Etgar Keret is a Tel Aviv-based filmmaker and fiction writer.
Memories of an incomplete Seder
In an overwhelming, unpredictable world, our virtual selves offer an appealing existential strategy
After a visit to a Holocaust museum, a student sees his Adidas sneakers in a new light
The Israeli leader’s diplomatic efforts to stop a nuclear deal with Iran have proven a dismal failure
A short story for Passover by Etgar Keret
Israeli liberals and democrats feel alienated from their government. The upcoming elections could mend that rift.
Even if the person you wronged doesn’t remember what you did, it can still make a difference to ask for forgiveness. Maybe.
When authors write stories, they play God. The results can be devastating.
‘Madness is a ripe orange’
My brother was the first to read one of my stories. His unexpected reaction helped me understand the magic of writing.
My 7-year-old told me to vote for the party that ‘gives the most peace,’ but there were none on offer in Israel’s election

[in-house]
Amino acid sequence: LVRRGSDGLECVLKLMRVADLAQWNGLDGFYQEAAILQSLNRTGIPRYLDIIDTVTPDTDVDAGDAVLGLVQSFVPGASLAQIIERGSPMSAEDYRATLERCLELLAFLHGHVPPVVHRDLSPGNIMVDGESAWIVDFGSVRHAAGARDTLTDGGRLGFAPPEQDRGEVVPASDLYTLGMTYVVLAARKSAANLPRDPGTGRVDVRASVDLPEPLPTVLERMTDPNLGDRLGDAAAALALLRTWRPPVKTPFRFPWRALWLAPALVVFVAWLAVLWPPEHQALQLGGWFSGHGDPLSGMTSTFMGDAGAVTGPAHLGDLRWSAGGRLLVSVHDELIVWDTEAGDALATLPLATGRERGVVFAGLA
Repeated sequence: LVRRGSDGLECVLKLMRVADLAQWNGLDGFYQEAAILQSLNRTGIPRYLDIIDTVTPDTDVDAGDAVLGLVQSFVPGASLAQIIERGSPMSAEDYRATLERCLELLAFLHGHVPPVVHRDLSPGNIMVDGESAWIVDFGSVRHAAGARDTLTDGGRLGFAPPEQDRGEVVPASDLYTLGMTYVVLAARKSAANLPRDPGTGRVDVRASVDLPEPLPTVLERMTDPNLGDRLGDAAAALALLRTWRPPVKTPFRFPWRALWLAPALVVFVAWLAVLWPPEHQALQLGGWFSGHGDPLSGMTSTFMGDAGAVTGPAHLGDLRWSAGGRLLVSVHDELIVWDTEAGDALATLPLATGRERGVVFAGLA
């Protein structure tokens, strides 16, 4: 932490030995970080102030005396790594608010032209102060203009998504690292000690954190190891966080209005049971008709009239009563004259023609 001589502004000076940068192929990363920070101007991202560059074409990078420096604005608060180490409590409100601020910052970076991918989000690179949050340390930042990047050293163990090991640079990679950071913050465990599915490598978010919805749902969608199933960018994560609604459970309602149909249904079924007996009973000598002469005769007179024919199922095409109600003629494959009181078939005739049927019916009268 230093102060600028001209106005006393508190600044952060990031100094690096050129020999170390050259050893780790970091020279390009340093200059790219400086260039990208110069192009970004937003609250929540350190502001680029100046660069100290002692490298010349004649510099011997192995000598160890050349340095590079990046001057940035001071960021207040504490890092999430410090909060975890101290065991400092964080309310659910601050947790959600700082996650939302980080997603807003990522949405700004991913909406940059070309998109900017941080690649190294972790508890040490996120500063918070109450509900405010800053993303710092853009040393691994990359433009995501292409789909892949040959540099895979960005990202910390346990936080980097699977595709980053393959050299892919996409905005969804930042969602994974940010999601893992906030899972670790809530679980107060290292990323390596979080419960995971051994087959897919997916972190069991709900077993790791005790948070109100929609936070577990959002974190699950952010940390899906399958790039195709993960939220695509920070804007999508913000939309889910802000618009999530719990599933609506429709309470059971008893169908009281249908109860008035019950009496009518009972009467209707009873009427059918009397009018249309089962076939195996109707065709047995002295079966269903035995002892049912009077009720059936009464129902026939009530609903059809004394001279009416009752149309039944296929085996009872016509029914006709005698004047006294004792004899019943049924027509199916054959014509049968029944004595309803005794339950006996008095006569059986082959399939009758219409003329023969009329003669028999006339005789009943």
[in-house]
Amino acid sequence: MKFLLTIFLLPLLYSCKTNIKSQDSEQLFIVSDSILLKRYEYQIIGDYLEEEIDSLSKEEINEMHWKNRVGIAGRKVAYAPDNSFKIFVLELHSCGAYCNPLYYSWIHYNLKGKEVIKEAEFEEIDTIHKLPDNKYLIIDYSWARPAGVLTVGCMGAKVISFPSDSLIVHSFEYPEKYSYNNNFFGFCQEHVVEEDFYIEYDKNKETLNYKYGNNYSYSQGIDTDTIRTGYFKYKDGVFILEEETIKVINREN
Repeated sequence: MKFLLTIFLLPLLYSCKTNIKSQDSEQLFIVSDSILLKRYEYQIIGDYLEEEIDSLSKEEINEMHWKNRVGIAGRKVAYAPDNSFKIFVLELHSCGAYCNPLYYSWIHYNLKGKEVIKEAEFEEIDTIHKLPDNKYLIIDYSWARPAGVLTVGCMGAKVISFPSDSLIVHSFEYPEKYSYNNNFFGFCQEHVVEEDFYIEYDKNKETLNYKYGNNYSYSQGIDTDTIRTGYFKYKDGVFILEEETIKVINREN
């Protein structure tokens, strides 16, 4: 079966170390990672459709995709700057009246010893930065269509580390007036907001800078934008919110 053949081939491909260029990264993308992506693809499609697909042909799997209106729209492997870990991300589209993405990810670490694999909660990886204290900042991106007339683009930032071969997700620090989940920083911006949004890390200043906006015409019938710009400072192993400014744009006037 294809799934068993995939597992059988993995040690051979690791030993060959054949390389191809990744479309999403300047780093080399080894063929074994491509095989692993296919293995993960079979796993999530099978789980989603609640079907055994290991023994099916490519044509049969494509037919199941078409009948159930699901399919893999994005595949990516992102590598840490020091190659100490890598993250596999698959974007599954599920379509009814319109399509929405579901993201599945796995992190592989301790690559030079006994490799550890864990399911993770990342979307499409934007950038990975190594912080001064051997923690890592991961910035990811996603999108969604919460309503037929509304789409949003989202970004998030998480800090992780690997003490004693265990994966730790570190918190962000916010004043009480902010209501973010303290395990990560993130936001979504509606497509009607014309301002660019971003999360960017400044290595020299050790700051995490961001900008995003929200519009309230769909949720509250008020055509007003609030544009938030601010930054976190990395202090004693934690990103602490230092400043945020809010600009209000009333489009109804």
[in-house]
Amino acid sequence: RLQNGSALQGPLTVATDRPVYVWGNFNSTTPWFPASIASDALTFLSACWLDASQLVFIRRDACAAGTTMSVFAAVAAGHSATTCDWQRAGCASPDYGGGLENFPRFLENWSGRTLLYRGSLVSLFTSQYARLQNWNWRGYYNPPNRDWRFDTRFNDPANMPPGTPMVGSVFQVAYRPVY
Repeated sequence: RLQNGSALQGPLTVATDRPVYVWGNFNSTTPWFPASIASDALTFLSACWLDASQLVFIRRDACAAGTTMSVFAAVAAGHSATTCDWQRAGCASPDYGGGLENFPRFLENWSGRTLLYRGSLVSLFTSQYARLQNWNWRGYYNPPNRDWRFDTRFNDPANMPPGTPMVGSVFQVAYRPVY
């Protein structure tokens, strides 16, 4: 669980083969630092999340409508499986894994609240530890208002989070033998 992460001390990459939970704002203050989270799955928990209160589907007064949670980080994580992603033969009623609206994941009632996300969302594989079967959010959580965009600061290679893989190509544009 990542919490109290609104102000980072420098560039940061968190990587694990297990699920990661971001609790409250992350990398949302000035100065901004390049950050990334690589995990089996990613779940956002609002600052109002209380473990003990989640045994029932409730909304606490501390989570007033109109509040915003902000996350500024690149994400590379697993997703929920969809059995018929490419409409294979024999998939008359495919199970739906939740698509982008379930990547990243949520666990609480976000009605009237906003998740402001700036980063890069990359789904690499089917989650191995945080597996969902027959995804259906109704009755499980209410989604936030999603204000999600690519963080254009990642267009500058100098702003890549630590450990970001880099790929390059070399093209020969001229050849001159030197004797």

An architect built me a house in Warsaw—coincidentally right where my mother risked her life to save her family
My son’s first day of class went surprisingly well: no knife fights in the schoolyard, no time in solitary confinement
Illegally occupy land, get politely moved. Protest for social justice, get beaten. I’m joining the protesters.
Going on a book tour just a few weeks after my father died, I learned how to walk in his shoes—literally
Diagnosed with cancer, my father decided to have his tongue removed. It’s an extreme treatment, but he’s always known how to make things work out.
To get my son psyched about a trip abroad, I promised him a stop at Disneyland Paris—a mistake bad weather and long lines only compounded
Visiting Poland—the country where my mother was born—upended the black-and-white fantasy I had created in my mind